The first joint annual threat assessment of NCA and NCSC is pushed today. The NCSC, part of GCHQ and formed by an amalgamation of various cyber-security related bodies, is the governmental advisory agency on cyber crime issues and is supported by the law enforcement powers of the NCA. It is intended that they will jointly deliver many aspects of the 2016-2021 National Cyber Security Strategy.

Today's report identifies the main current cyber threats, describes the "pivotal" cyber security incidents of the last year, predicts future trends and emerging threats, and suggests a number of ways in which business can combat cyber crime.

Current threats

In general, the scope for cyber attacks is growing: the skills required to launch attacks are more readily accessible and the continued spread of internet connected devices (which often lack the same security levels as conventional computers) has broadened the target area for cyber criminals. Knowledge sharing among criminals has led to a more sophisticated threat, and the suspicion grows that nation state actors are (directly or indirectly) assisting in attacks on financial and, in the case of the US presidential election, democratic institutions.

Cyber extortion and fraud are becoming more aggressive and targeted. Ransomware continues to be the most commonly used mode of attack, and as with other cyber threats, its sophistication is growing. Businesses are advised to maintain a form focus on backup and defensive systems. Financial trojans (such as Dridex, Trickbot and Ramnit) designed to attack banking institutions have evolved, illustrating their resilience in the face of intense law enforcement and internal security attention.

Difference in US approach

Interestingly, while UK businesses continue to be regarded by the authorities very much as potential victims of cyber crime, the US appears to be taking a stricter approach: the New York State Department of Financial Services’ (DFS) introduced regulations on 1 March which oblige financial services companies (including branches of foreign banks) to enact minimum cyber security measures. Consultation on imminent similar Federal regulations closed in February 2017, so one can see a trend developing that places cyber security on the compliance spectrum alongside, for example, anti-money laundering procedures.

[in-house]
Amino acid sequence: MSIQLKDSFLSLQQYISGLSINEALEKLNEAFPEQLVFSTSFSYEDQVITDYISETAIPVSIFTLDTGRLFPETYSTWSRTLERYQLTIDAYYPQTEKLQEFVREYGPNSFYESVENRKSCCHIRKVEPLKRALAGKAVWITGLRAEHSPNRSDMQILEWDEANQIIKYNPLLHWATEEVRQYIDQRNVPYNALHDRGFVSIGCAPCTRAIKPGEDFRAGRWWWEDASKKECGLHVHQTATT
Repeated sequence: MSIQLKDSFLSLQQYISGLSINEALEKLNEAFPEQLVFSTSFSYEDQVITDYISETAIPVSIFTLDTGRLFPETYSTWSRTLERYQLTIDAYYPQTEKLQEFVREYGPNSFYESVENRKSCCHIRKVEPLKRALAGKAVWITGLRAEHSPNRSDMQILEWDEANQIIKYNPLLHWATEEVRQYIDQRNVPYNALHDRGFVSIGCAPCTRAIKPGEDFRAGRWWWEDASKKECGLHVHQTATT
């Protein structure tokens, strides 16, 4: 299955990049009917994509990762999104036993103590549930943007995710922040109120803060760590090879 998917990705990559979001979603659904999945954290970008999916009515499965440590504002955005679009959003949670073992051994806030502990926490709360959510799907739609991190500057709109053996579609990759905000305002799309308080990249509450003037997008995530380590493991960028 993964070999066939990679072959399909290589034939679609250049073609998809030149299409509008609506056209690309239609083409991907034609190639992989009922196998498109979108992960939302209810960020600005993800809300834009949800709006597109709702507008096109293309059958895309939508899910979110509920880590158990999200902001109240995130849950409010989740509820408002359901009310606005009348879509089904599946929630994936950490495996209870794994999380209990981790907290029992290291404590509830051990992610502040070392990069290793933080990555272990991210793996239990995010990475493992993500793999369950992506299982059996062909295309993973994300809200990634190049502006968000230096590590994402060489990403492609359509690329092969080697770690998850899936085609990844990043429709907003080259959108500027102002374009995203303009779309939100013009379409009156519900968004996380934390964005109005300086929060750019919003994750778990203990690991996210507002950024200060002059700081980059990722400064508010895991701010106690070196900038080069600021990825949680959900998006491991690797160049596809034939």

Future threats

Overall such threats will arise from the evolving sophistication of current methods and the increasingly widespread use of new technology. Significant targets for future attacks are thought to be Domain Name Servers (DNS servers) and other fundamental parts of the internet’s infrastructure (email, website hosting and so on). An attack on such “upstream services” rather than individual websites could have a much broader disruptive effect, which would distract from the true target of an attack. Industry may find itself at greater risk of high profile as the adoption of low security internet-connected devices (for smart meters and networked CCTV) continues apace. Such devices provide a gateway to previously inaccessible systems and the risk they create can be hard to predict. Connected devices will also pose a problem for consumers, putting at risk the security of personal data and so providing a potentially rich seam of fuel for fraudulent activity.

Increasingly sophisticated and tailored malware will make identification and attribution of cyber attackers more difficult, hindering law enforcement efforts at deterrence and reducing the disincentives for attackers. At the same time the growing market in malware on criminal forums lowers the barriers to entry for any aspiring cyber criminal.

What to do?

The thrust of the report’s recommendations is the improvement of awareness of and the sharing of knowledge on cyber crime. Businesses are encouraged to develop a full-spectrum response to cyber threats, with a focus on technology (cyber security), people (training and awareness) and processes (communication within organisations). A major concern is that many cyber attacks go unreported, hindering the authorities’ ability to accurately gauge the scale of the problem and the resources needed to fight back. Without proper, effective cooperation from businesses and consumers alike (and alongside encouragement to report is a commitment to promote better “cyber hygiene”) the already difficult task of combatting cyber crime is made still harder.